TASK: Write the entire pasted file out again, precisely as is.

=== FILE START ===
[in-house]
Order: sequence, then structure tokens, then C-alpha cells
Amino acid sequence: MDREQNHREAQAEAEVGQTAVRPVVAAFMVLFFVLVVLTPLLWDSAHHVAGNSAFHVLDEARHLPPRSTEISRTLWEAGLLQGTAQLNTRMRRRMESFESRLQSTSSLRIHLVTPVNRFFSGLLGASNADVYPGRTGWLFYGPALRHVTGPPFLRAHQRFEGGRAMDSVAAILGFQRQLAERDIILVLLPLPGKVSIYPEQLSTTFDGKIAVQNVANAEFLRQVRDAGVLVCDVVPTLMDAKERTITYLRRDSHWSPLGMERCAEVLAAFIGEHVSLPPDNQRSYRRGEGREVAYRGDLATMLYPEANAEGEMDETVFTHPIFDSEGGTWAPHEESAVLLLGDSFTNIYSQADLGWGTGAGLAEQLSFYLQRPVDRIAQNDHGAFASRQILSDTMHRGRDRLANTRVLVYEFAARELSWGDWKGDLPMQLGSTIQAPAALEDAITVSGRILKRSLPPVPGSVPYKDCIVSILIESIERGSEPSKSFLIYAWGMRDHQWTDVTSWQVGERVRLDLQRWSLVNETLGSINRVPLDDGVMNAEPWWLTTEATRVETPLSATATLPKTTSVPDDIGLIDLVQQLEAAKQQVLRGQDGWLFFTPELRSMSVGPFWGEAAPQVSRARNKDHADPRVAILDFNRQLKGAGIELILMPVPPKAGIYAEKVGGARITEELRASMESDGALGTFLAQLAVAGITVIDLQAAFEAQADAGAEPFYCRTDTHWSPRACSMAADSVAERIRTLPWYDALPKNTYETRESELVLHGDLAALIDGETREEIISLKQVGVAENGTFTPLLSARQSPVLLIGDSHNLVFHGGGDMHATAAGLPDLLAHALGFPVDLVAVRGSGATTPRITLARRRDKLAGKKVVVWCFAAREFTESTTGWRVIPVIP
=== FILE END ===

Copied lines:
[in-house]
Order: sequence, then structure tokens, then C-alpha cells
Amino acid sequence: MDREQNHREAQAEAEVGQTAVRPVVAAFMVLFFVLVVLTPLLWDSAHHVAGNSAFHVLDEARHLPPRSTEISRTLWEAGLLQGTAQLNTRMRRRMESFESRLQSTSSLRIHLVTPVNRFFSGLLGASNADVYPGRTGWLFYGPALRHVTGPPFLRAHQRFEGGRAMDSVAAILGFQRQLAERDIILVLLPLPGKVSIYPEQLSTTFDGKIAVQNVANAEFLRQVRDAGVLVCDVVPTLMDAKERTITYLRRDSHWSPLGMERCAEVLAAFIGEHVSLPPDNQRSYRRGEGREVAYRGDLATMLYPEANAEGEMDETVFTHPIFDSEGGTWAPHEESAVLLLGDSFTNIYSQADLGWGTGAGLAEQLSFYLQRPVDRIAQNDHGAFASRQILSDTMHRGRDRLANTRVLVYEFAARELSWGDWKGDLPMQLGSTIQAPAALEDAITVSGRILKRSLPPVPGSVPYKDCIVSILIESIERGSEPSKSFLIYAWGMRDHQWTDVTSWQVGERVRLDLQRWSLVNETLGSINRVPLDDGVMNAEPWWLTTEATRVETPLSATATLPKTTSVPDDIGLIDLVQQLEAAKQQVLRGQDGWLFFTPELRSMSVGPFWGEAAPQVSRARNKDHADPRVAILDFNRQLKGAGIELILMPVPPKAGIYAEKVGGARITEELRASMESDGALGTFLAQLAVAGITVIDLQAAFEAQADAGAEPFYCRTDTHWSPRACSMAADSVAERIRTLPWYDALPKNTYETRESELVLHGDLAALIDGETREEIISLKQVGVAENGTFTPLLSARQSPVLLIGDSHNLVFHGGGDMHATAAGLPDLLAHALGFPVDLVAVRGSGATTPRITLARRRDKLAGKKVVVWCFAAREFTESTTGWRVIPVIP